Big Red Racing
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How About I Start by stating the painfully obvious stuff first, so we can get it out of the way. Okay then... Big Red Racing is. in a world that already has more pc racing games than it can know what to do with, yet another pc racing game. It contains all your standard 'single' races, your standard 'tournament', and your (these days) standard multi-player option: up to six on network, or two using the serial cable or split-screen method.
Now to the not so obvious stuff. Like, for instance, the fact that Big Red Racing is completely out of its tree. Games often contrive to be quirky. I know, and it can be pretty bloody irritating (rather like those stupid people who say "I'm really mental, me!" when they're clearly stul-tifyingly 'normal'), but somehow with Big Red Racing... well, let me illustrate.
Game for a laugh
There I was alone in the PC on a cold Sunday afternoon. I'd already entered a slightly tangential dimension due to spending too much time faffing around on the brr options screen, which is presented in a sort of technostyle Rhubarb 6 Custard-o-vision: wibbly wobbly letters, hillbilly sound-bites.
Once I'd got the joystick sorted out. however. I was able to escape from this headache inducer into the game itself. Much time passed. I eventually realised what I was actually doing - which was racing round a giant quarry in a jcb, trying desperately to overtake a dumper truck. Just two hours into Big Red Racing and I was more than ready for the men in white coats to take me quick-smart to the Laughing Academy.
Here are just a few of the other vehicles available: a six wheeler atv, a Florida 'swampmaster' propellor boat thingummyjig, a Citroen 2cv, a snow plough, a tracked doofer like Scatman Cruthers drove in DED The Shining, a bigfoot monster truck, a large Yank rig (in other words the front bit of a lorry), and a couple of different helicopters.
Onto the courses then, of which there are 24 - and they're massive. And they undulate like nobody's business. There are deserts, rocky highlands - you name it. Furthermore, you can drive (or fly) absolutely anywhere you want, which can (and frequently does) result in you getting completely lost. But ultimately, as you get to know your surroundings better, you begin to create your own shortcuts (the only prerequisite being that you have to be on-course enough to pass between the occasional checkpoint markers). There's a Moon course, a Mars course, and a Venus course, too. And of all the 21 Earth courses, I'd like to say a special 'thank-you' to the Italy track: it's a tribute to the movie The Italian Job, so naturally you drive a Mini. At one point there's a coach (just scenery, I did try ramming it off but it wouldn't budge), hanging perilously over the edge of a cliff. You race down steps, across plazas, through sewage pipes. Excellent.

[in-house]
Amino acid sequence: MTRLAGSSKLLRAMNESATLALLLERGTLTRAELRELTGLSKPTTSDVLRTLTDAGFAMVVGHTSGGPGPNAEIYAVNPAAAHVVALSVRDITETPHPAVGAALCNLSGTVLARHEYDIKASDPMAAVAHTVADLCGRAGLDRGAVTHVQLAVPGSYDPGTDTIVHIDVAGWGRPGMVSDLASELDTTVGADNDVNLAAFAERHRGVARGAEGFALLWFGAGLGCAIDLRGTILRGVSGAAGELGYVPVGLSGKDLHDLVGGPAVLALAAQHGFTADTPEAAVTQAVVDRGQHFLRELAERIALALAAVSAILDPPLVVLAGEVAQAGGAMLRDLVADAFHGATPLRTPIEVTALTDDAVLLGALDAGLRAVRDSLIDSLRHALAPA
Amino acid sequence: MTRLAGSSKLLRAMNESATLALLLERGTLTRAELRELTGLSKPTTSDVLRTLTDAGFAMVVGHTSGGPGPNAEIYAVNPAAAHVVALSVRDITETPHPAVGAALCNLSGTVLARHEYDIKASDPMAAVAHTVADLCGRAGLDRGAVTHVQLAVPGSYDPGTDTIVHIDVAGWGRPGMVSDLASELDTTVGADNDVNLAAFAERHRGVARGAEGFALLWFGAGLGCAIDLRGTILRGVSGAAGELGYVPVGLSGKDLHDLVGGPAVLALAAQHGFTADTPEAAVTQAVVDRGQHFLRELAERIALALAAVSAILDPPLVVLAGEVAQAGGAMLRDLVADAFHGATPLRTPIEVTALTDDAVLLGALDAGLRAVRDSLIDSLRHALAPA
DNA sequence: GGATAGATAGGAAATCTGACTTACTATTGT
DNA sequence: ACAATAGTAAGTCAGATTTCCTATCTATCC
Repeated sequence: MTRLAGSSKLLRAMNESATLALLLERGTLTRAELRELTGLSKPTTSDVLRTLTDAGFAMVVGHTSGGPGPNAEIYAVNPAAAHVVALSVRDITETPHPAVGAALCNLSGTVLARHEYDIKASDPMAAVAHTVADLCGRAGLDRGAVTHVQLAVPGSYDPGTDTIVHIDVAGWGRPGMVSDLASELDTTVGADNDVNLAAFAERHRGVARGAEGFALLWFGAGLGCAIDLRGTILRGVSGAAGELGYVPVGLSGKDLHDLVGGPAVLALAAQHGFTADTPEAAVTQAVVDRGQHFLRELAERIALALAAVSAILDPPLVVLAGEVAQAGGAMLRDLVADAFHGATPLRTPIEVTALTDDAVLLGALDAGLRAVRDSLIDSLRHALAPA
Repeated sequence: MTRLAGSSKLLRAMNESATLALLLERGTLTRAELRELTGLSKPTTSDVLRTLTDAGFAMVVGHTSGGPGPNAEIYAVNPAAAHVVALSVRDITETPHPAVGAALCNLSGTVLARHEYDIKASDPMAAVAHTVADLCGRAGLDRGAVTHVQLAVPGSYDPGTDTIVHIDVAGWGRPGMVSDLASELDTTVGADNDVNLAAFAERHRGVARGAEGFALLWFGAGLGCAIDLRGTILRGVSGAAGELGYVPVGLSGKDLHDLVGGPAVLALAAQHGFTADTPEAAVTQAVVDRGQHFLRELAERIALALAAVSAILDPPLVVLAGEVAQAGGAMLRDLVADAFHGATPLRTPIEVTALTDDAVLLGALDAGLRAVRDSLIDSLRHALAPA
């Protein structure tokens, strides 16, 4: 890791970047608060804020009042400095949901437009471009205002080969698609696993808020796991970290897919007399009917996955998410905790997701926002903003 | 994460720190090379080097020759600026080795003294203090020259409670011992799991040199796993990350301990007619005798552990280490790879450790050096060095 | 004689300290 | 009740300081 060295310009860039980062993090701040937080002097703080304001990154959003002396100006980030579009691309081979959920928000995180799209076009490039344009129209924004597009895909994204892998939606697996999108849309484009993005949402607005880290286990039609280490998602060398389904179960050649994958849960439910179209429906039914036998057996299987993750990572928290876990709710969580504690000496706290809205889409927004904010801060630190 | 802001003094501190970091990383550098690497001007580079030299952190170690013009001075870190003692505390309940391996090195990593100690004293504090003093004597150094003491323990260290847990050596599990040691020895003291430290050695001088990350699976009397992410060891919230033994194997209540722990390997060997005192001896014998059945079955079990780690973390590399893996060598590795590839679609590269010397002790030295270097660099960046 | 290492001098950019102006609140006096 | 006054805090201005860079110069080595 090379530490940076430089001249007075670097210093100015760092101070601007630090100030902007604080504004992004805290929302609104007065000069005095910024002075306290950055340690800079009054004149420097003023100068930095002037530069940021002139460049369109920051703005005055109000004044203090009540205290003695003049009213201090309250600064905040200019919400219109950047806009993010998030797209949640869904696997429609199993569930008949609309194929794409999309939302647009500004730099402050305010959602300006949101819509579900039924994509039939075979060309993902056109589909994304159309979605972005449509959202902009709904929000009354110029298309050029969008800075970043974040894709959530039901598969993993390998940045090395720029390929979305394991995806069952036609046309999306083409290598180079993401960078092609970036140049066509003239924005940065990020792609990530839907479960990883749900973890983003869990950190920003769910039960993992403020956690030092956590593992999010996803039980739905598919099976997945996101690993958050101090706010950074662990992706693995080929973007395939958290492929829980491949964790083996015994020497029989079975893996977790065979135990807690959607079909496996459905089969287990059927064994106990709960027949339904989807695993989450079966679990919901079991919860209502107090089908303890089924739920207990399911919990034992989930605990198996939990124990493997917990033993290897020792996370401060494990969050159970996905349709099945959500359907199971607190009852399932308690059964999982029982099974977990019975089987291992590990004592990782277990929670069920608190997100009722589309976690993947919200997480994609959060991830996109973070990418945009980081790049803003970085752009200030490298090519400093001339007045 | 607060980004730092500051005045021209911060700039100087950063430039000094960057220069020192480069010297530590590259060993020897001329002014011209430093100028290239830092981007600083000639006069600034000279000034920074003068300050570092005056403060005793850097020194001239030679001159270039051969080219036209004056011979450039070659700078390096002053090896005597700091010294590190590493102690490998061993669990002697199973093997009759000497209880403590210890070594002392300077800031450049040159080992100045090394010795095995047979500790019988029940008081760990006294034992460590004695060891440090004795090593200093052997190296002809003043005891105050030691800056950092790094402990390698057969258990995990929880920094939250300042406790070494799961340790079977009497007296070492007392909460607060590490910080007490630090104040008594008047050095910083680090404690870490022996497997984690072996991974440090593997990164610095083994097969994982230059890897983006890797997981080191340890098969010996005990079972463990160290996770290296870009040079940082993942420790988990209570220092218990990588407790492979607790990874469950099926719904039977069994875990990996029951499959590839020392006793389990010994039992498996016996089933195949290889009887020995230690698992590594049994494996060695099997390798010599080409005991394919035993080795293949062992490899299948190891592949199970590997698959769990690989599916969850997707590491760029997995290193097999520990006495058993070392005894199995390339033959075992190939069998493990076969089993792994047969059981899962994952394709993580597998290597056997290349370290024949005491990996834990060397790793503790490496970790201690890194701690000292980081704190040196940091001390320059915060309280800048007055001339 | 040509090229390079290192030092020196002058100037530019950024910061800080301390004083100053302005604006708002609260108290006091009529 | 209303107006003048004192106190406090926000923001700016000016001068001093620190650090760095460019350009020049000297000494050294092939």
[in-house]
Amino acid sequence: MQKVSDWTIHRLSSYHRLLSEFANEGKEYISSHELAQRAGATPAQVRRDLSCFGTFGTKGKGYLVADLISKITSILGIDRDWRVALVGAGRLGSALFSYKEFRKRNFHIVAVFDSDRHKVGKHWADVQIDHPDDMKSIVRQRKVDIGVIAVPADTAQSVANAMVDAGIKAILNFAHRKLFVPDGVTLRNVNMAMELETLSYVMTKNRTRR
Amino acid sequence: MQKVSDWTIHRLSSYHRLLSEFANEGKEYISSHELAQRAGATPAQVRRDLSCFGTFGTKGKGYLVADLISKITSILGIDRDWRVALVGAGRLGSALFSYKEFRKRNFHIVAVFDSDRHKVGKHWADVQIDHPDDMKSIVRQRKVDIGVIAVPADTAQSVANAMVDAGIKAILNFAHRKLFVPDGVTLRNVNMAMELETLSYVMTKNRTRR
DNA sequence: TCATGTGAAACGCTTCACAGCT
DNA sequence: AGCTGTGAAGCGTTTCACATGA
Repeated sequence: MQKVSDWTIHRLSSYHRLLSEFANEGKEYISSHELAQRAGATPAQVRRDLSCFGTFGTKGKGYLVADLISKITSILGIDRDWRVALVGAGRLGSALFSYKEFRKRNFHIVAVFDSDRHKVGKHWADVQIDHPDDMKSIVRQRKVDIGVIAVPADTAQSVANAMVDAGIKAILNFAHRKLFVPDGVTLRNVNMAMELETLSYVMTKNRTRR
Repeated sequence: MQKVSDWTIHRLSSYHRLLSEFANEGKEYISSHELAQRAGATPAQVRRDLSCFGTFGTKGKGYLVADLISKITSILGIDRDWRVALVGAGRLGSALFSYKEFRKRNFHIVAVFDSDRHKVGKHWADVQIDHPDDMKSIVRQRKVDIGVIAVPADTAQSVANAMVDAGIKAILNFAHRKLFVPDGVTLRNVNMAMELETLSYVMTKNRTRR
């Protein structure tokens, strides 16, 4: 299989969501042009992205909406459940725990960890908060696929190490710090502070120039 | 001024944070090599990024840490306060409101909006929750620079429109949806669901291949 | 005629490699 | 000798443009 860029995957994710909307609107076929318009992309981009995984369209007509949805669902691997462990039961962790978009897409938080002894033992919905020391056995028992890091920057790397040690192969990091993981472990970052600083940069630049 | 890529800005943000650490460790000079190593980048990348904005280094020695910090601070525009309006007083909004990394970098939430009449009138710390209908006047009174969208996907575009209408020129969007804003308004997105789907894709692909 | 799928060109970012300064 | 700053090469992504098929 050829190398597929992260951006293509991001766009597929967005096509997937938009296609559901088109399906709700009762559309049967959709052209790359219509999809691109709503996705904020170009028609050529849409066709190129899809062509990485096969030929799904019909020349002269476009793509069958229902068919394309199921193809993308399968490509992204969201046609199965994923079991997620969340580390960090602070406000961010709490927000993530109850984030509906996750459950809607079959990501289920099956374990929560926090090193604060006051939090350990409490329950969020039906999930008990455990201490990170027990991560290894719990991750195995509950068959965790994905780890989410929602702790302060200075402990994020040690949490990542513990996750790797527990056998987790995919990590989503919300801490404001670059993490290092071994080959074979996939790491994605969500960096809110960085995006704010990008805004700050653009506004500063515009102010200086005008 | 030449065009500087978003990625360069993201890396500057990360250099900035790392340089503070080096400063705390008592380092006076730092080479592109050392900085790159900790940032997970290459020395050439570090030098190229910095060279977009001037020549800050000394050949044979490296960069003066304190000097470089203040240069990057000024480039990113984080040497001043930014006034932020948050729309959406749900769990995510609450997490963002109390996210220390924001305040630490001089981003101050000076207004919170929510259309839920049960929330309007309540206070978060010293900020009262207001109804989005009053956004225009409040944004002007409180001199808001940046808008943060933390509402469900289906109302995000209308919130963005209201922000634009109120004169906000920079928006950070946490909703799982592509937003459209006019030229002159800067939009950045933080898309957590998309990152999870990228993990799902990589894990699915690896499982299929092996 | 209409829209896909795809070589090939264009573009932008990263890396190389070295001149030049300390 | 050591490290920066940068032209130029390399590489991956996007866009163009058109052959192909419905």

The graphics in Big Red Racing aren't as 'flash' as they might be, but having said that you can always see miles in front of you, so maybe it was a payoff (in which case I think I'll backtrack and say that the graphics do their job admirably). The sound's good too, if a little sparse. If there's one thing that does worry me, it's the fact that during moments of carnage (loads of vehicles, loads of dust and loads of scenery on screen simultaneously) the frame rate chugs a bit... and that's on a P133. As is always the case, take the manufacturers' minimum hardware requirements suggestion and then, er, 'double' it.
All that remains for me to say is that overall, Big Red Racing is a hoot. And an extra special final mention has to go to the water courses: select the powered inflatable boat and believe me, you'll be in seventh heaven. It's rather like playing Micro Machines, but in a first-person perspective. (But if you've never played Micro Machines that comment won't mean much to you, obviously, but if you have you'll know why I added it.)
Download Big Red Racing
- PC compatible
- Operating systems: Windows 10/Windows 8/Windows 7/2000/Vista/WinXP